Found 105 talks archived in Stars

Video
Tuesday March 13, 2012
Dr. Kerstin Geissler
European Southern Observatory

Abstract

We present the completion of a program to cross-correlate the SDSS Data Release 1 and 2MASS Point Source Catalog in search for extremely red L and T dwarfs. The program was initiated by Metchev and collaborators, who presented the findings on all newly identified T dwarfs in SDSS DR1, and estimated the space density of isolated T0--T8 dwarfs in the solar neighbourhood. In the current work we present most of the L dwarf discoveries. Our red-sensitive (z-J > 2.75 mag) cross-match proves to be efficient in detecting peculiarly red L dwarfs, adding two new ones, including one of the reddest known L dwarfs. Our search also nets a new peculiarly blue L7 dwarf and, surprisingly, two M8 dwarfs. We further broaden our analysis to detect unresolved binary L or T dwarfs through spectral template fitting to all L and T dwarfs presented here and in the earlier work by Metchev and collaborators. We identify nine probable binaries, six of which are new and eight harbour likely T dwarf secondaries. We combine this result with current knowledge of the mass ratio distribution and frequency of substellar companions to estimate an overall space density of 0.005--0.05 pc^{-3} for individual T0--T8 dwarfs.


Video
Thursday March 1, 2012
Dr. Selma de Mink
Space Telescope Science Institute, Baltimore

Abstract

Although they are rare and short-lived, massive stars play a major role in Universe. With their large luminosities, strong stellar winds and spectacular explosions they act as cosmic engines, heating and enriching their surroundings, where the next generation of stars are forming.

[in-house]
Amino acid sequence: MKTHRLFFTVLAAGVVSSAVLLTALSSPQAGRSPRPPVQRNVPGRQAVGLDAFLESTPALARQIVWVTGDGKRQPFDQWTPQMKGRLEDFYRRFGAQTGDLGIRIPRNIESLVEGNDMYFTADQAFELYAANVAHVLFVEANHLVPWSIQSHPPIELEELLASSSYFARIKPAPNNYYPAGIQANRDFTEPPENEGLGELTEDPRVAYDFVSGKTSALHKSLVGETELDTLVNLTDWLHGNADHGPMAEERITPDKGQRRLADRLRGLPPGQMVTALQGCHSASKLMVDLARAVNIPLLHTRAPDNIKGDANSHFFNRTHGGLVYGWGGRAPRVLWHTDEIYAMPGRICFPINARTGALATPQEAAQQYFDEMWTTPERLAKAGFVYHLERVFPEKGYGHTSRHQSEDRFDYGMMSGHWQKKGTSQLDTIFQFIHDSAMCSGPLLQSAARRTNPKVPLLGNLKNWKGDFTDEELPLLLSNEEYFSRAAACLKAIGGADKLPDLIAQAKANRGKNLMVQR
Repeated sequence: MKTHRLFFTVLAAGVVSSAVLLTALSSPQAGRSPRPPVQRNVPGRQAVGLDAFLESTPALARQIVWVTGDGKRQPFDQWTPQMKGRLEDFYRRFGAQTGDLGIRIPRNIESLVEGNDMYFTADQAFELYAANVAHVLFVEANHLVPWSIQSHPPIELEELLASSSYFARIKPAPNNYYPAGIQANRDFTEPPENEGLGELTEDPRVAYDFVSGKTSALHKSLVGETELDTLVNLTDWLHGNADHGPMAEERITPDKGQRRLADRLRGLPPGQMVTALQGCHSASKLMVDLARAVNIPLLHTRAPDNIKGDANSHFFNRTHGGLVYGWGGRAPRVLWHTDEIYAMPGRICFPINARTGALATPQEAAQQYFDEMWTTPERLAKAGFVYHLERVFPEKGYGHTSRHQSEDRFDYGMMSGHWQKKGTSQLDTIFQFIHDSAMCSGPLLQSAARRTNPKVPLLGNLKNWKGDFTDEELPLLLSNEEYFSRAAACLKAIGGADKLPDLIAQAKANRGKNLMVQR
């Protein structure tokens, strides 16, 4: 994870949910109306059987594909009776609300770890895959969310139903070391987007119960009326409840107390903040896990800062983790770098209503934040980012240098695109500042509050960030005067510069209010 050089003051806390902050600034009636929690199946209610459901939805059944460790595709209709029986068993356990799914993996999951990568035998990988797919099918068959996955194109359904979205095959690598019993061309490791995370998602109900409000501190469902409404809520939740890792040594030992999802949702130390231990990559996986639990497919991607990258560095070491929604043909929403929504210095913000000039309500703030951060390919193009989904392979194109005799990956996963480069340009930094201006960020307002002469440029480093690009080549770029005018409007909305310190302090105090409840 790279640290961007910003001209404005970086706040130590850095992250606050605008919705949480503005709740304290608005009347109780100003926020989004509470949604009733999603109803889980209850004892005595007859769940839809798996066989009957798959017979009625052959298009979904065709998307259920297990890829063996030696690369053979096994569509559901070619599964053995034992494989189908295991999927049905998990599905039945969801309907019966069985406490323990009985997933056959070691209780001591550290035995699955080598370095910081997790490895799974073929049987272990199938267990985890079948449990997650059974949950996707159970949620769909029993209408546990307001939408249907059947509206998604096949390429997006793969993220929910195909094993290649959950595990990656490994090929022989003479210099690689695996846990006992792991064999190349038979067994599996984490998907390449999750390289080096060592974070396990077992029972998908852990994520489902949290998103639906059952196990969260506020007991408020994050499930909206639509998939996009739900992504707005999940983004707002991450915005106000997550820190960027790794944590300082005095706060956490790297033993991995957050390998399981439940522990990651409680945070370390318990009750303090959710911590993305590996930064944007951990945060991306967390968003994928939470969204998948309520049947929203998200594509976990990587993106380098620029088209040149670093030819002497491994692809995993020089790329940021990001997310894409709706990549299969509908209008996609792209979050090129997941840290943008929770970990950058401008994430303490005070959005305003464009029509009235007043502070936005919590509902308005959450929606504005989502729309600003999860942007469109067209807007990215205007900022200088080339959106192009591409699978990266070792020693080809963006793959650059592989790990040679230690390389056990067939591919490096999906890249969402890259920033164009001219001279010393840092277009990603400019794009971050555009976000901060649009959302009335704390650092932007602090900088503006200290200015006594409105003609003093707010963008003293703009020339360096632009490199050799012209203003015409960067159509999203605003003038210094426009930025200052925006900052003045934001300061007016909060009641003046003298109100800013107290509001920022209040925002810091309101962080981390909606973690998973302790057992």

The latest stellar evolutionary models show that rotation can have drastic effects, which has been suggested as a evolutionary path for the progenitors of long gamma-ray bursts. I will discuss the recent efforts of theorists and observers to understand the effects of rotation including some highlights of the ongoing "VLT-FLAMES Tarantula Survey of Massive Stars". A further challenge arises from the preference of massive stars to come in close pairs. Interaction with a companion leads to spectacular phenomena such as runaways, X-ray binaries and stellar mergers. I will present new results on the true close binary fraction for massive stars, which imply that only a minority evolve undisturbed towards their death.

Video
Tuesday February 28, 2012
Dr. Almudena Alonso Herrero
Instituto de Astrofísica de Cantabria, Spain

Abstract

Luminous Infrared Galaxies (LIR=10^11-10^12Lsun) have star formation rates in the range of ~20-200Msun/yr. In the local Universe ~50% LIRGs show AGN or AGN/SB composite nuclear activity from optical spectroscopy. We decompose Spitzer/IRS 5-35micron spectra of a complete sample of 50 local (d<75Mpc) LIRGs using SB and AGN clumpy torus model templates. We derive a mid-IR AGN detection rate in our sample of local LIRGs of 50%. We also compare the continuum mid-IR AGN detection with other indicators in the mid-IR, optical and X-rays. We estimate for the first time the AGN bolometric contribution to the IR luminosity of the galaxies in local LIRGs. We find that one-third of local LIRGs have LAGN(bol)/LIR>0.05, with only ~10% having a significant contribution LAGN(bol)/LIR>0.25. This is in line with results of Nardini et al. (2010) that only at LIR>3x10^12Lsun the AGN starts dominating bolometrically the IR luminosity in the majority of the systems.


Video
Tuesday February 14, 2012
Dr. Carsten Weidner
Instituto de Astrofísica de Canarias, Spain

Abstract